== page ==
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Lebanon president promises elections

Sun., April 17, 2005, midnight

Beirut, Lebanon

Lebanon’s president promised Saturday to hold “free and honest” elections and possibly allow foreign monitors, an announcement apparently aimed at easing international pressure and appeasing the country’s anti-Syrian opposition.

President Emile Lahoud had come under increasing U.S. and European pressure to ensure elections in Lebanon are held before the current legislature’s mandate expires May 31.

U.S. officials have called for “free and fair elections” in the presence of international observers without foreign interference – a reference to Syria, the main power broker in Lebanon since 1976 when its troops entered the country to help end a civil war.

Lebanon’s opposition groups, who want the Syrian troops out and an end to Damascus’ influence, have also demanded international observers to monitor the elections that many believe will break Syria’s hold on Lebanon’s parliament.

On Friday, Lahoud named a prime minister, Najib Mikati, to replace Omar Karami, who quit after weeks of failed efforts to form a government that could pass a bill to hold elections.

Lahoud said the new Cabinet’s priorities will be to steer an electoral bill through parliament and call an election.

Evacuation following deadly gas leak ends

Mexico City

Hundreds of Veracruz state residents returned to their homes Saturday following a three-day evacuation resulting from a deadly leak of ammonia gas Wednesday that killed six people and injured 25.The rupture of the gas line owned by the state oil monopoly Petroleos Mexicanos, or Pemex, was the latest in a string of oil-related accidents that have plagued this area in recent years. Pemex said the leak, in the southern Veracruz town of Nanchital, was caused by a private crew that inadvertently punctured the line while doing regular maintenance. The six people who were killed worked for the contractor.

The leak spread a noxious deadly cloud of gas, prompting the evacuation of 6,000 people from eight neighborhoods of eastern Nanchital, said Alfredo Gonzalez of the Nanchital civil protection department. Ammonia gas can cause death, blindness and severe respiratory injuries.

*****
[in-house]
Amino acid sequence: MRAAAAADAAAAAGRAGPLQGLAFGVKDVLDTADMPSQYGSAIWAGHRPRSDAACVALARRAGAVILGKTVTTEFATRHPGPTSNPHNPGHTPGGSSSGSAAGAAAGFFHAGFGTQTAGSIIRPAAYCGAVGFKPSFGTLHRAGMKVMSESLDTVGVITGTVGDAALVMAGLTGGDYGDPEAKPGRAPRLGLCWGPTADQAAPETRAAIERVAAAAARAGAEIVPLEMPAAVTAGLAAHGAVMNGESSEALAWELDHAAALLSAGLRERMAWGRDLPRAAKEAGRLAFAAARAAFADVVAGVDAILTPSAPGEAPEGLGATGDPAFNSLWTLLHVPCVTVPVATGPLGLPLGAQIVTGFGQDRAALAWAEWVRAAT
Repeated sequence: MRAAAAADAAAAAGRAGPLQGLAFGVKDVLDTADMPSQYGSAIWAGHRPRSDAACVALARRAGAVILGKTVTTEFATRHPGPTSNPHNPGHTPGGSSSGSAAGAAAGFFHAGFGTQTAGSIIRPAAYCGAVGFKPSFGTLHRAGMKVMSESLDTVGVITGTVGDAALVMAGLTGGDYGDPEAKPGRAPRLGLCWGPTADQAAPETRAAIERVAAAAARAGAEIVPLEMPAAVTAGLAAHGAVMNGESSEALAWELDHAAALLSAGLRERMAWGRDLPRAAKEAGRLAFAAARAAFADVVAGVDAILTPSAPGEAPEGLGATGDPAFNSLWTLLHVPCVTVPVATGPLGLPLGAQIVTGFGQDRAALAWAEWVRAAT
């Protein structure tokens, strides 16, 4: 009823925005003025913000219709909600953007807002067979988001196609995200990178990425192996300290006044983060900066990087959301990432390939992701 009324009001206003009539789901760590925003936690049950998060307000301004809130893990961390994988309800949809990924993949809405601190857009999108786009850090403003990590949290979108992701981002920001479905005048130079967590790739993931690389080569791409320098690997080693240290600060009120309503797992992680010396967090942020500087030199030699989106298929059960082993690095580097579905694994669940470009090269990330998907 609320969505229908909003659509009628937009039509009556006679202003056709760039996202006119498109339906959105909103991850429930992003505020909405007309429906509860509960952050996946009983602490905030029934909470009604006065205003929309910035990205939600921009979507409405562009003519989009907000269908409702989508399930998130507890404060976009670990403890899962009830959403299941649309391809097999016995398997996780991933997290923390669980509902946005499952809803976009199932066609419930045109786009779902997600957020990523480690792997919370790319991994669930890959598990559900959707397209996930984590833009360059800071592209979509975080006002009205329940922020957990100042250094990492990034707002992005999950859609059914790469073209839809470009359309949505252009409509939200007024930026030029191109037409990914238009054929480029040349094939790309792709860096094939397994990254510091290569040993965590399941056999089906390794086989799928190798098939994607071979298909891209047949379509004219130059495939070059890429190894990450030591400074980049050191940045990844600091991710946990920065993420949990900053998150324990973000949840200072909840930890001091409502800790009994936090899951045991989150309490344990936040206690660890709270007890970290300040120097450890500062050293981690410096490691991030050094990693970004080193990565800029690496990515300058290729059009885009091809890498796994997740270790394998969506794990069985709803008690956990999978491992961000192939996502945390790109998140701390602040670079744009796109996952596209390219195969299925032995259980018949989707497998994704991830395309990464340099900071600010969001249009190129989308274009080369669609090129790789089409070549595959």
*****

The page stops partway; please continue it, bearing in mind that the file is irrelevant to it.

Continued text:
Although Pemex said the leak had been plugged quickly, the persistent danger posed by the ammonia cloud meant that a rescue team was able to recover the bodies of the six victims from the scene of the accident only on Friday. Saying the residue of the gas still posed a hazard, Veracruz governor Fidel Herrera on Friday extended the evacuation for another 24 hours. But only a few dozen people remained in the main Nanchital shelter Saturday afternoon. “People want to get back to their homes, because they are worried about getting burglarized,” said a Nanchital official who asked not to be named.

Pakistan president on 3-day visit to India

New Delhi, India

Mixing cricket with diplomacy, Pakistani President Gen. Pervez Musharraf arrived in India on Saturday for a three-day journey to bring “a message of peace and unity.”

Musharraf’s last visit four years ago for a summit with then-Prime Minister Atal Bihari Vajpayee failed to reach any agreements. The new trip comes at an ideal time as India-Pakistan peace talks, stumbling along since early 2004, seem to have found their footing.

On landing in New Delhi, Musharraf said the current visit offered a “unique opportunity to address all our bilateral issues,” including the dispute over Kashmir, the Himalayan territory divided between the two nations and the cause of two of their three wars.

“We have prayed that in the times to come, all differences between India and Pakistan are resolved and peace returns,” he told reporters after visiting the shrine of a Muslim saint in the desert city of Ajmer.

Kashmir, claimed by both nations, is expected to be the focus of discussions between Musharraf and Prime Minister Manmohan Singh today.

Attack in Afghanistan possible, military says

Kabul, Afghanistan

America’s senior military commander in Afghanistan warned Saturday that Taliban-linked terrorists might launch a large-scale attack in coming months in a desperate attempt to reverse their waning fortunes.

But Lt. Gen. David Barno said the future was against them and predicted the near-total collapse of the Taliban within a year.

“As these terrorist capabilities grow more and more limited, the hard-core fanatics will grow more and more desperate to try and do something to change the course of events in Afghanistan,” Barno told a news conference.

He did not give details or say whether he had specific intelligence reports.

Chess champ bonked with chessboard


Garry Kasparov, the world’s former No. 1 chess player who quit the professional game last month to focus on politics, said Saturday he had been hit over the head with a chessboard in a politically motivated attack.

Kasparov, 41, an outspoken critic of President Vladimir Putin, was not injured Friday when he was hit with the chessboard after signing it for a young man at an event in Moscow.

A spokeswoman for Kasparov, Marina Litvinovich, said the assailant told the chess champion: “I admired you as a chess player, but you gave that up for politics.”

She said the unidentified attacker – who did not reveal his political allegiance – tried to hit Kasparov again but was hauled away by security guards.

“It was a fairly nasty incident, it was not very pleasant psychologically,” Kasparov told the private NTV television.


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